Hints to Help Healthy Weight Loss
• Make a shopping list and stick to it. The temptation to buy items on impulse is reduced and you won’t overstock the refrigerator or cupboards. Shop after meals, not when you’re hungry. That way, you’re more likely to buy only what you need.
• Instead of choosing packaged foods, check to see if the fresh equivalents are available. The benefits? More nourishment, fewer additives – so fewer toxins – and, probably, less expense!
• Drink plenty of water between meals and another glass ten minutes before each meal. If you’re flagging and aren’t able to eat, a glass of water can help to stave off hunger pangs.
• If you suffer from ‘water weight’ or bloating, drinking more can actually help to reduce fluid retention. Try also to cut down on salt. It has a nasty habit of hanging on to water and may aggravate weight problems even if the diet is otherwise perfect. Give food more flavour and extra nourishment by using culinary herbs, balsamic vinegar, sun-dried tomatoes, garlic and ginger.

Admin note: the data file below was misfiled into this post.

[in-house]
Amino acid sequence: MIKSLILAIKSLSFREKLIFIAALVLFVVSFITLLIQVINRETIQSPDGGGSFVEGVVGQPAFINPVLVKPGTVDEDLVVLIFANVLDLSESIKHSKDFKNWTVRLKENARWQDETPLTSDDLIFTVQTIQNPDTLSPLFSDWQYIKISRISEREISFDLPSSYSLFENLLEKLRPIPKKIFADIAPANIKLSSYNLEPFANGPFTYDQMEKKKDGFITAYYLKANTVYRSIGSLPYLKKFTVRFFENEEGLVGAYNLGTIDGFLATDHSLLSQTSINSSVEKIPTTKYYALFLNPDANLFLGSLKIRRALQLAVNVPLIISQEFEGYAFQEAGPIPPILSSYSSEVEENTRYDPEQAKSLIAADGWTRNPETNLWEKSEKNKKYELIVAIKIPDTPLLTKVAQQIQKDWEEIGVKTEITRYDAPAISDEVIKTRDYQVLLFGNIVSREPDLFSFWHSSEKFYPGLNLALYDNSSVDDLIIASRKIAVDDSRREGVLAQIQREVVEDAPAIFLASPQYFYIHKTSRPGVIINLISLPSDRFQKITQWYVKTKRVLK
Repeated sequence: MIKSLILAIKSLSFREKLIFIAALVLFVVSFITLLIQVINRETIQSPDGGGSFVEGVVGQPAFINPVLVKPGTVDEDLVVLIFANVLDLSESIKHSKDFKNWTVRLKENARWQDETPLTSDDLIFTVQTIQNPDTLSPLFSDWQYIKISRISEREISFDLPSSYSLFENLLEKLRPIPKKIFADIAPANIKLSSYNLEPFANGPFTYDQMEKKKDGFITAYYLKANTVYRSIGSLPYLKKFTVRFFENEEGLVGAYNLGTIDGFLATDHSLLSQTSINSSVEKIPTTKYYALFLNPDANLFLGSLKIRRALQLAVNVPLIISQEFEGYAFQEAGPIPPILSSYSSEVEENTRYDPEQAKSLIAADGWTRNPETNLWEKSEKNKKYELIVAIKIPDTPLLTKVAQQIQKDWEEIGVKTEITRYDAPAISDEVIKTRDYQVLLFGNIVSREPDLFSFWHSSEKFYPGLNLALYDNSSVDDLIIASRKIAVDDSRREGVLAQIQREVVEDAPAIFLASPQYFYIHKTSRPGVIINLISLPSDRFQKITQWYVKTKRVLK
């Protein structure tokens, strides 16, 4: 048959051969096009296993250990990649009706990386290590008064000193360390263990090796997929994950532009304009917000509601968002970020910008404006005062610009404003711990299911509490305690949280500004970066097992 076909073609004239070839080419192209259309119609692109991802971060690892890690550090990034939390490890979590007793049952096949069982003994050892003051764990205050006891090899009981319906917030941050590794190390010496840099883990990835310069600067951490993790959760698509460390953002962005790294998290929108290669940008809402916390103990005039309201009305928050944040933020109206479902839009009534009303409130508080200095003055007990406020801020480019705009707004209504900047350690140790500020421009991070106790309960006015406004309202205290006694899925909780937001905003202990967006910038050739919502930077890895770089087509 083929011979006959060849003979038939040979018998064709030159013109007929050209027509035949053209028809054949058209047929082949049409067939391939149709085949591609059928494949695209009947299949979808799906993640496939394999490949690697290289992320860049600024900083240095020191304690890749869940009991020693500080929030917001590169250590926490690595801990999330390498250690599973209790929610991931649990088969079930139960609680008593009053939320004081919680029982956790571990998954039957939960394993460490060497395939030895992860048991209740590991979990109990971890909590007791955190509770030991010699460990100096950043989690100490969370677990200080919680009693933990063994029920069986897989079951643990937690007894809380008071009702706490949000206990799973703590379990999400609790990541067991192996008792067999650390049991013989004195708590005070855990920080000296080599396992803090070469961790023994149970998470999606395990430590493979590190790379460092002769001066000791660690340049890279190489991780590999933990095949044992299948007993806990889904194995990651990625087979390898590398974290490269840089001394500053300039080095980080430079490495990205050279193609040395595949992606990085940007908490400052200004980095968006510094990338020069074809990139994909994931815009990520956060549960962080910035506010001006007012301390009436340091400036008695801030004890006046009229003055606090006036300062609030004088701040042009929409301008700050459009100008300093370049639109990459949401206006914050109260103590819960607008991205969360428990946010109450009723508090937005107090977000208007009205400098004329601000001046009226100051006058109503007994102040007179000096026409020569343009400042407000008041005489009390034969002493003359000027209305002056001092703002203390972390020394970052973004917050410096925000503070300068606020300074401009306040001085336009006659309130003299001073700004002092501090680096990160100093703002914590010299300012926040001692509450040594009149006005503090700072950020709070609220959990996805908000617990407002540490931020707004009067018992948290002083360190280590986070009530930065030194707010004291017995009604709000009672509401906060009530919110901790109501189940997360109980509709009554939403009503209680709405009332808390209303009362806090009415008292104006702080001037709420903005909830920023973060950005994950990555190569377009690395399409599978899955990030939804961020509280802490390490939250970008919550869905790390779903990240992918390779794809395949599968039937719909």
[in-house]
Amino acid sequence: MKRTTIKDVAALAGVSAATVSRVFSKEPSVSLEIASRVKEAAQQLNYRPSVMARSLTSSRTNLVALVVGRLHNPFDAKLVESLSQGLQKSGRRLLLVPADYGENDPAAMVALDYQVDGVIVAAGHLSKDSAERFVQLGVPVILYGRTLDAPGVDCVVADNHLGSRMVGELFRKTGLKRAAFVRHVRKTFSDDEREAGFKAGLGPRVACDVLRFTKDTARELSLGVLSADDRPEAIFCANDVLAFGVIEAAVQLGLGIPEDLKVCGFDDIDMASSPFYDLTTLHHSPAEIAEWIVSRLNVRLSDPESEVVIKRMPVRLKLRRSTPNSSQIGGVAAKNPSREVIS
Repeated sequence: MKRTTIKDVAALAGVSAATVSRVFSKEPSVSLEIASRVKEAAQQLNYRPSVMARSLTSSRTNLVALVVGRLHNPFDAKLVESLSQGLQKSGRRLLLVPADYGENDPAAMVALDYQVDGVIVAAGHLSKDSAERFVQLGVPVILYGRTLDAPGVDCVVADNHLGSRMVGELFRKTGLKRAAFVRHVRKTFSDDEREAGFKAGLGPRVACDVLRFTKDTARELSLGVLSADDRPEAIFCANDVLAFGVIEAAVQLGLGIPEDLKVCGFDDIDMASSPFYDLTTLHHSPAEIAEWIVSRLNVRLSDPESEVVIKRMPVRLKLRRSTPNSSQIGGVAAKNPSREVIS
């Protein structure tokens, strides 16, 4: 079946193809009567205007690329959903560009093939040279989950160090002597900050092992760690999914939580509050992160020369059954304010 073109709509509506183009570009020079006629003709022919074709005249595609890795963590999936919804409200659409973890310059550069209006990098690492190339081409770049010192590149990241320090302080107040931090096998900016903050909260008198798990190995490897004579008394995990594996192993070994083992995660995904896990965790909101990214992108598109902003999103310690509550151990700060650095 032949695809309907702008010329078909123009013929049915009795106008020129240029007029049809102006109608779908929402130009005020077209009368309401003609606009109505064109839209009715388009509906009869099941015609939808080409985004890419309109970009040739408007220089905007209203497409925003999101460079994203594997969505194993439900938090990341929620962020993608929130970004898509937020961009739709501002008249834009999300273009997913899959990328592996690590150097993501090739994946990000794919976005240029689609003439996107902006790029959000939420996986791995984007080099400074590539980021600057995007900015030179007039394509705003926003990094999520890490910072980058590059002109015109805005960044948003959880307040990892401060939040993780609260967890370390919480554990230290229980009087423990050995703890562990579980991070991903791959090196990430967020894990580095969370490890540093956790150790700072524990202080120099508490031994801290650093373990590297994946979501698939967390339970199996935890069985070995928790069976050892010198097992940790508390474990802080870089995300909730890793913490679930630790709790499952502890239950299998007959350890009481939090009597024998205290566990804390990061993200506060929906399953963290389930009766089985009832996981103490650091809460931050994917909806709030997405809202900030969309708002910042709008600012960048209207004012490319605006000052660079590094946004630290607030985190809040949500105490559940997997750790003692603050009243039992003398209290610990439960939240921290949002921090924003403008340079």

• Be sensible about fat intake but don’t cut it out altogether. Fat isn’t all bad. As well as providing vitamins and essential fatty acids, it satiates hunger and reduces the temptation to snack on junk. However, feel free to snack on healthier items. Any kind of fresh
fruit is good. Or how about a bowl of home-made vegetable soup, a green salad, half an avocado with oil and vinegar dressing, sticks of raw veg with curd cheese or soda bread with a little butter and real honey? Research shows that eating little and often not only improves digestion but helps to keep kilos and cholesterol in check!